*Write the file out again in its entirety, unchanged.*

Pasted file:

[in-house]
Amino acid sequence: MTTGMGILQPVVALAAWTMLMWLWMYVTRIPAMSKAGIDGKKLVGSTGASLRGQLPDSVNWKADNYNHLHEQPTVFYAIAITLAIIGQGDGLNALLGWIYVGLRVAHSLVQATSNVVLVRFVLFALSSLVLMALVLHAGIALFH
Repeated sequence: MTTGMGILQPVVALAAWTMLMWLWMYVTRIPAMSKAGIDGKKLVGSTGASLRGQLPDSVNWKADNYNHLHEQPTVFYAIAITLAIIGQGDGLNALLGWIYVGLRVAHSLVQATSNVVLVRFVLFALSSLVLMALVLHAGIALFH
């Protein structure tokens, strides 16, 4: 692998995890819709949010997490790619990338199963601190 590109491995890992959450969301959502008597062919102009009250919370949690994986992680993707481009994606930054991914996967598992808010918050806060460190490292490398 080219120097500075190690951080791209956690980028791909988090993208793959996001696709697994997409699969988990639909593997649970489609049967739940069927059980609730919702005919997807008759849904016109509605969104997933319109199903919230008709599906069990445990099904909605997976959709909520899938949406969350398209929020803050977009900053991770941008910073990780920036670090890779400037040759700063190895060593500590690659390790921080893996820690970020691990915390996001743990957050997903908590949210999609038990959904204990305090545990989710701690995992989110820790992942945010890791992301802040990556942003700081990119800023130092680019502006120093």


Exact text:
[in-house]
Amino acid sequence: MTTGMGILQPVVALAAWTMLMWLWMYVTRIPAMSKAGIDGKKLVGSTGASLRGQLPDSVNWKADNYNHLHEQPTVFYAIAITLAIIGQGDGLNALLGWIYVGLRVAHSLVQATSNVVLVRFVLFALSSLVLMALVLHAGIALFH
Repeated sequence: MTTGMGILQPVVALAAWTMLMWLWMYVTRIPAMSKAGIDGKKLVGSTGASLRGQLPDSVNWKADNYNHLHEQPTVFYAIAITLAIIGQGDGLNALLGWIYVGLRVAHSLVQATSNVVLVRFVLFALSSLVLMALVLHAGIALFH
């Protein structure tokens, strides 16, 4: 692998995890819709949010997490790619990338199963601190 590109491995890992959450969301959502008597062919102009009250919370949690994986992680993707481009994606930054991914996967598992808010918050806060460190490292490398 080219120097500075190690951080791209956690980028791909988090993208793959996001696709697994997409699969988990639909593997649970489609049967739940069927059980609730919702005919997807008759849904016109509605969104997933319109199903919230008709599906069990445990099904909605997976959709909520899938949406969350398209929020803050977009900053991770941008910073990780920036670090890779400037040759700063190895060593500590690659390790921080893996820690970020691990915390996001743990957050997903908590949210999609038990959904204990305090545990989710701690995992989110820790992942945010890791992301802040990556942003700081990119800023130092680019502006120093």